Environmentalism: Interviewing Philanthropist Dame Shirley Porter
Dame Shirley Porter was a politician and environmental activist in the UK before moving to Israel in 1993. As Leader of Westminster City Council and Lord Mayor of Westminster, she introduced various projects to clean up London.
In Israel she became involved with the Council for a Beautiful Israel and the Society for the Protection of Nature in Israel, and she was awarded the prestigious ‘Green Globe’ award in 2009 for her contribution to Israel’s environmental movement.
The Porter Foundation, established by Dame Shirley Porter and her late husband Sir Leslie Porter, supports a number of environmental and philanthropic initiatives in Israel. Its flagship project today is the Porter School of Environmental Studies (PSES) at Tel Aviv University, established in 2000 as Israel’s first multi-disciplinary graduate school dedicated to the research, teaching and dissemination of environmental studies.
Dame Shirley Porter has been actively involved in the design and construction of the new Porter School for Environment Studies, which is one of the first “green buildings” in Israel. Opening in May 2014, it is designed as a living laboratory for students of green building techniques and environmental research.
Robin Cook: Why have you chosen environmentalism as your philanthropic focus?
Dame Shirley Porter: I have always been involved in everything to do with the environment, and in particular cleaning up cities. I believe that if a place is beautiful, you feel better. If it’s clean, you feel better. In London, it started with planting trees and flowers on roundabouts and making the city look more attractive. From that aesthetic point of view I gradually became involved in the theoretical and academic side of the environmental movement.
Robin Cook: Do you think that Israel takes environmental issues seriously enough?
Dame Shirley Porter: When I visited Israel 20 years ago, there was very little awareness of these issues. The first person whom I think made a big difference was Ora Herzog, who started a programme to teach children not to pick wild flowers. Today there is much more global awareness. It has been a bottom-up movement – it came from the people and it is now being taken very seriously by government. The Porter School for Environmental Studies has already trained many people who are entering politics and the civil service. They will have an impact on how Israel’s cities are run and what laws and guidelines are put in place.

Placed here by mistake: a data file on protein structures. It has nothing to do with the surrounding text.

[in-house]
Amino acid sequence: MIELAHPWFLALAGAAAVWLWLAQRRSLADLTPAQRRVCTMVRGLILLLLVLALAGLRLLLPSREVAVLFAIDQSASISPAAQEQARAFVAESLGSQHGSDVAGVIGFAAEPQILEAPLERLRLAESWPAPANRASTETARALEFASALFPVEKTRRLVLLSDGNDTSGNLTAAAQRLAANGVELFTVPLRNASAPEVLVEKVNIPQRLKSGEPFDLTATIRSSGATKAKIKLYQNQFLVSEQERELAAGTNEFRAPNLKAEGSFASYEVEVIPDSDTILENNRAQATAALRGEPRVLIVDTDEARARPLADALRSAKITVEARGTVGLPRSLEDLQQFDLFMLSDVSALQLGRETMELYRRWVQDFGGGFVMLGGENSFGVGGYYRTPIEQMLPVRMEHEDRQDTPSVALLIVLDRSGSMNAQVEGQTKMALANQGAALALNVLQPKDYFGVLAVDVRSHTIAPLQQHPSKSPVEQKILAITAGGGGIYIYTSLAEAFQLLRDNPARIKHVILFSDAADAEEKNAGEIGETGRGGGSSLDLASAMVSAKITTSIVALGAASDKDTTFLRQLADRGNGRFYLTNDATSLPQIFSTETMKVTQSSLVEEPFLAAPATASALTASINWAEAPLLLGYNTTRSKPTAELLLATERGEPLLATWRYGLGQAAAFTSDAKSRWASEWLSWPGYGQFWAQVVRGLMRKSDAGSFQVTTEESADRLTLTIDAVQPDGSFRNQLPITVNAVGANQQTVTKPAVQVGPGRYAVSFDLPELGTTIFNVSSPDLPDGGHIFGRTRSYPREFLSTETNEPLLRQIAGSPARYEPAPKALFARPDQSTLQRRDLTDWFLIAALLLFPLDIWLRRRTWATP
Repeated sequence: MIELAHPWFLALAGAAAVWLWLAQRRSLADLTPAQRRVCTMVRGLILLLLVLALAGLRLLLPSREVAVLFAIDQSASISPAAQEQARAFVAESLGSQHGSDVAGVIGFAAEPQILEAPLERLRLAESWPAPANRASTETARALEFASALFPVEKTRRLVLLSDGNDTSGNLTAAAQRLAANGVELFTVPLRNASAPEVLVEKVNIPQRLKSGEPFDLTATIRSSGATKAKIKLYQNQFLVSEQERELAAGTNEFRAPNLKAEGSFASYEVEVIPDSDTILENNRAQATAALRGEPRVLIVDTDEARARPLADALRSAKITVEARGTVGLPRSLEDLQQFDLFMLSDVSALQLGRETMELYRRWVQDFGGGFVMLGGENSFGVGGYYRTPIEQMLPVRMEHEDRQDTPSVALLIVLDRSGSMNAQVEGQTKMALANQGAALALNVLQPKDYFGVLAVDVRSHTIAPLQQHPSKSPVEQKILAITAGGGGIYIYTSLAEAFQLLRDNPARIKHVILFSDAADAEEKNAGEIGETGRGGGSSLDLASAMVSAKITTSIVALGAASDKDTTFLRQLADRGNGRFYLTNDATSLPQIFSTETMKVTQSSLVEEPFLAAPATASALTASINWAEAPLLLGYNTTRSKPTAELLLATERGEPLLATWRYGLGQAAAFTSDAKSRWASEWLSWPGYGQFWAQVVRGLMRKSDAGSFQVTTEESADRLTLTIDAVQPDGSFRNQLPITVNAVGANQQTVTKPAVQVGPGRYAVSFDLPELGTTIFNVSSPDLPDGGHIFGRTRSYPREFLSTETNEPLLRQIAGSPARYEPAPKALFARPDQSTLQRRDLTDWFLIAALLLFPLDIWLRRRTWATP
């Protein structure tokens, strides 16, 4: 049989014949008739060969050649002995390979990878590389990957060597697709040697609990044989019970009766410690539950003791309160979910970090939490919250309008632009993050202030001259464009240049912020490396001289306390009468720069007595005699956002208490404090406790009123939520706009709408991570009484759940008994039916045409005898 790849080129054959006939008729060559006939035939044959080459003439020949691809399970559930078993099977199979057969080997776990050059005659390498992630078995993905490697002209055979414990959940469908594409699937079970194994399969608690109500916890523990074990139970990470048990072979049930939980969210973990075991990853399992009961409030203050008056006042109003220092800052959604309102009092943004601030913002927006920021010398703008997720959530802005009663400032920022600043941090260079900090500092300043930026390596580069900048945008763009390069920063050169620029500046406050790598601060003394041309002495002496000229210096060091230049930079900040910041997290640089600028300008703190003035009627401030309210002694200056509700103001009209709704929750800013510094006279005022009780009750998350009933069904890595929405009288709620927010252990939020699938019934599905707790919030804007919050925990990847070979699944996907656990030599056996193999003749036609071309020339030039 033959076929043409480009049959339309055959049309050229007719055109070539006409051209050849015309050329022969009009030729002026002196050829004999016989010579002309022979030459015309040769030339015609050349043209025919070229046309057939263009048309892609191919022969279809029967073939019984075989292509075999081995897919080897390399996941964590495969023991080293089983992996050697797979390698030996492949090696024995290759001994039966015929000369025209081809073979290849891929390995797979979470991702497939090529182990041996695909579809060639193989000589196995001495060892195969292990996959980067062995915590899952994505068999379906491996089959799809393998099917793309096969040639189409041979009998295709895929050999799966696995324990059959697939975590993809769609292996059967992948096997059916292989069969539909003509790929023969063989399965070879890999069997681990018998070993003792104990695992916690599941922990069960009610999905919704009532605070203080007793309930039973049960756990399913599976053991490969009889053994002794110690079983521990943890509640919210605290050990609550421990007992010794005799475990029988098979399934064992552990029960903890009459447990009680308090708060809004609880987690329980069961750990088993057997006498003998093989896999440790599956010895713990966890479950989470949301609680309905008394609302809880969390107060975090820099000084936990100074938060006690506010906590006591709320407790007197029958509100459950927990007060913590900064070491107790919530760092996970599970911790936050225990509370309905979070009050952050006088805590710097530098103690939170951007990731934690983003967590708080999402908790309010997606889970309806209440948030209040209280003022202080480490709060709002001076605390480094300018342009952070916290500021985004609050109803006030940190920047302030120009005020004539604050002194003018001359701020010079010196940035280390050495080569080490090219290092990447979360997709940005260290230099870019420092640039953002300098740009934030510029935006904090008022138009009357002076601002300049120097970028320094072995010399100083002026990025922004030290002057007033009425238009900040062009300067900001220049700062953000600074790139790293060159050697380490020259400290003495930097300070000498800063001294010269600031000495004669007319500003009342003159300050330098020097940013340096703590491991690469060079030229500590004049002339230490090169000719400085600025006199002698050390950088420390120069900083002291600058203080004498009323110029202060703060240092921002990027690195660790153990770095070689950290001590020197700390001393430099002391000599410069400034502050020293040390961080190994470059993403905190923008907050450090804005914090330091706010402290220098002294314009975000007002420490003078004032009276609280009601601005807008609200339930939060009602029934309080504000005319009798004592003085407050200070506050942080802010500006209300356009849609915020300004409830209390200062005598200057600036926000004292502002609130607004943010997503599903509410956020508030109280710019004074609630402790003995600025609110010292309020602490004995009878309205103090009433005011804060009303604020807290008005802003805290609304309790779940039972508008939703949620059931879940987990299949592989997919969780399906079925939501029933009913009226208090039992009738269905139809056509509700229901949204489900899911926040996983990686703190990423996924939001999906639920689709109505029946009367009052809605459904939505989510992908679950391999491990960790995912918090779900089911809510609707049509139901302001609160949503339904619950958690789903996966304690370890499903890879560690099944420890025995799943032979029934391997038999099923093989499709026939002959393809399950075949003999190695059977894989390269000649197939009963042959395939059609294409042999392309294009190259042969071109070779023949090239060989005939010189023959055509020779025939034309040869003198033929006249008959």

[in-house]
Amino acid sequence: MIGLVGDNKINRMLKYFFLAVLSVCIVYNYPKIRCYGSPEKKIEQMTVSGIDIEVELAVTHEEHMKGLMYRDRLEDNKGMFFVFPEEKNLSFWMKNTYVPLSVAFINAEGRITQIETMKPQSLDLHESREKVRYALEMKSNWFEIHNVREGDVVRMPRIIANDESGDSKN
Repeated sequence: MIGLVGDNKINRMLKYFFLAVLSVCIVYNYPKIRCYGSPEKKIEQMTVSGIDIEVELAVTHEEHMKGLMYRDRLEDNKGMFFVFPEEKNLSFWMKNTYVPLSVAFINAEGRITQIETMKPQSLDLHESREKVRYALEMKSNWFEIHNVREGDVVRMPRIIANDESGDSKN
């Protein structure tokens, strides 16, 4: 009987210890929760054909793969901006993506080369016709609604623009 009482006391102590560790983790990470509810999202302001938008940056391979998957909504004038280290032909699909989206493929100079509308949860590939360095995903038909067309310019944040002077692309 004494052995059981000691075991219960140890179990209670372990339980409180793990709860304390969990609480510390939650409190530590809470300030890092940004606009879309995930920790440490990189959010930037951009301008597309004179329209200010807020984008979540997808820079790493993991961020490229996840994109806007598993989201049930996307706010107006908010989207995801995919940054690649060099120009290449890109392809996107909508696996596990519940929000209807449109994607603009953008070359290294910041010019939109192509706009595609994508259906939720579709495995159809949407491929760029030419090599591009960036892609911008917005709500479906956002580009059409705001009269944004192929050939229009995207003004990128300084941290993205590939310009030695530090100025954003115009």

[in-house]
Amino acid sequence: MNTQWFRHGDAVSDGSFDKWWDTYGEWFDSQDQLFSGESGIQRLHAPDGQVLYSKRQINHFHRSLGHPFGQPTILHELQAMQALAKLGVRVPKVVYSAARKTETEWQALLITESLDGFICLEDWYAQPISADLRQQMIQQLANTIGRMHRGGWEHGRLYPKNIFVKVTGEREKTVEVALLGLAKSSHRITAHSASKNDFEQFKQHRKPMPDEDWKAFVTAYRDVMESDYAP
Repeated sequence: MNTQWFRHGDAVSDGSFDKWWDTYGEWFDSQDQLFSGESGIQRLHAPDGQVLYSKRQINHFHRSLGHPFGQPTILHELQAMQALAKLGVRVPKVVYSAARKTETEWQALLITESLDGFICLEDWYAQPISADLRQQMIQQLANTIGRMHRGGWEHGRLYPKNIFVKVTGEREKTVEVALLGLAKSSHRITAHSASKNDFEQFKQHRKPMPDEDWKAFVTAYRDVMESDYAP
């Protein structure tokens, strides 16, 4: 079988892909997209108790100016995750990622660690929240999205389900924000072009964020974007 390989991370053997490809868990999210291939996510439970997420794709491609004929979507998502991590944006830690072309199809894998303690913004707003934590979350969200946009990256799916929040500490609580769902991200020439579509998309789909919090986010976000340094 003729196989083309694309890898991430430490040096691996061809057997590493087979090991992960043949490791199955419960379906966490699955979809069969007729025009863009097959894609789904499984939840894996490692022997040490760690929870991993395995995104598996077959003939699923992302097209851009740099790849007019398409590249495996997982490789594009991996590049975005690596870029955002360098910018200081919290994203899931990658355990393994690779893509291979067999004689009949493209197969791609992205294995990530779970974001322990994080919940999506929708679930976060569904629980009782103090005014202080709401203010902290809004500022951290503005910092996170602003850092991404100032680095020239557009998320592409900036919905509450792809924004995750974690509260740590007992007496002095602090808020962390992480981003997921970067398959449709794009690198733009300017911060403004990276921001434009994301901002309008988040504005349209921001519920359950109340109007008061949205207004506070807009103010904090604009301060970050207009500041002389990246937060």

Robin Cook: What new legislation would you recommend?
Dame Shirley Porter: Whenever a new apartment block is constructed, the contractors just dig up the pavement and leave it in a mess afterwards. When I was on Westminster Council we started a Considerate Builders scheme, and I would like to see something similar introduced here.
Robin Cook: Do you think that Israelis really care about the environment?
Dame Shirley Porter: I think they do care, but there is an attitude here that you can get away with it because it costs money to clean things up. Caring for your environment is not instinctive – it has to be taught, and as usual it is the children that teach the parents. I’m happy to see much more attention being given to environment issues in Israeli schools.
Dame Shirley believes that Israel can play a leading role in international environmentalism. Because of its location and despite its small size, Israel is an amazing environmental microcosm of every different climate and climate problem experienced by other countries around the world. The PSES is focused on applied research and encouraging regional cooperation around environmental issues, and Dame Shirley hopes that the young scientists being trained there will go on to play an international role in making the world a better and greener place.